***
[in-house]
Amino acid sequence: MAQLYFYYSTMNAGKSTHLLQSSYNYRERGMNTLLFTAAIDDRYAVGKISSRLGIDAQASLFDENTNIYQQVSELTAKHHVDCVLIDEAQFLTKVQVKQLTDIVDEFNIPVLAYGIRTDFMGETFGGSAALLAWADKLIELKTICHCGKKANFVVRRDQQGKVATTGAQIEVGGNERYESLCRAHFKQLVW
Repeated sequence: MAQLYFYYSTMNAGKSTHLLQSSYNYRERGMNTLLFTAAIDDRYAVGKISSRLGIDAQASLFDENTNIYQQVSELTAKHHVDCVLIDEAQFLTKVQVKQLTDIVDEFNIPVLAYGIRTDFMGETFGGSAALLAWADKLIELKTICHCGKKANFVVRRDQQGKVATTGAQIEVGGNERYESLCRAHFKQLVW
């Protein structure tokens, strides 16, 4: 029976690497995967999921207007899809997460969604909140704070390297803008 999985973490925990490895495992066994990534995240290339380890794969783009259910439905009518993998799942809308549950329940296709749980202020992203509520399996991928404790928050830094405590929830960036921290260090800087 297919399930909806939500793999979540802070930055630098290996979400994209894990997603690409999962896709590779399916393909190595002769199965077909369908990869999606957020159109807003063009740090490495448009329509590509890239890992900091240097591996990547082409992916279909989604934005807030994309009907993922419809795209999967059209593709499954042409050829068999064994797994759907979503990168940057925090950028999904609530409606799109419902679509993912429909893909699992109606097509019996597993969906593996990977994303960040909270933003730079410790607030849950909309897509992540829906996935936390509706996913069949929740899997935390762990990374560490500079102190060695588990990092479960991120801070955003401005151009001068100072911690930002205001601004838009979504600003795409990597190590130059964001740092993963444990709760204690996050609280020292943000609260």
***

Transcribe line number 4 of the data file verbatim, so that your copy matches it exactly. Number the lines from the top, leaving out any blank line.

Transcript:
């Protein structure tokens, strides 16, 4: 029976690497995967999921207007899809997460969604909140704070390297803008 999985973490925990490895495992066994990534995240290339380890794969783009259910439905009518993998799942809308549950329940296709749980202020992203509520399996991928404790928050830094405590929830960036921290260090800087 297919399930909806939500793999979540802070930055630098290996979400994209894990997603690409999962896709590779399916393909190595002769199965077909369908990869999606957020159109807003063009740090490495448009329509590509890239890992900091240097591996990547082409992916279909989604934005807030994309009907993922419809795209999967059209593709499954042409050829068999064994797994759907979503990168940057925090950028999904609530409606799109419902679509993912429909893909699992109606097509019996597993969906593996990977994303960040909270933003730079410790607030849950909309897509992540829906996935936390509706996913069949929740899997935390762990990374560490500079102190060695588990990092479960991120801070955003401005151009001068100072911690930002205001601004838009979504600003795409990597190590130059964001740092993963444990709760204690996050609280020292943000609260």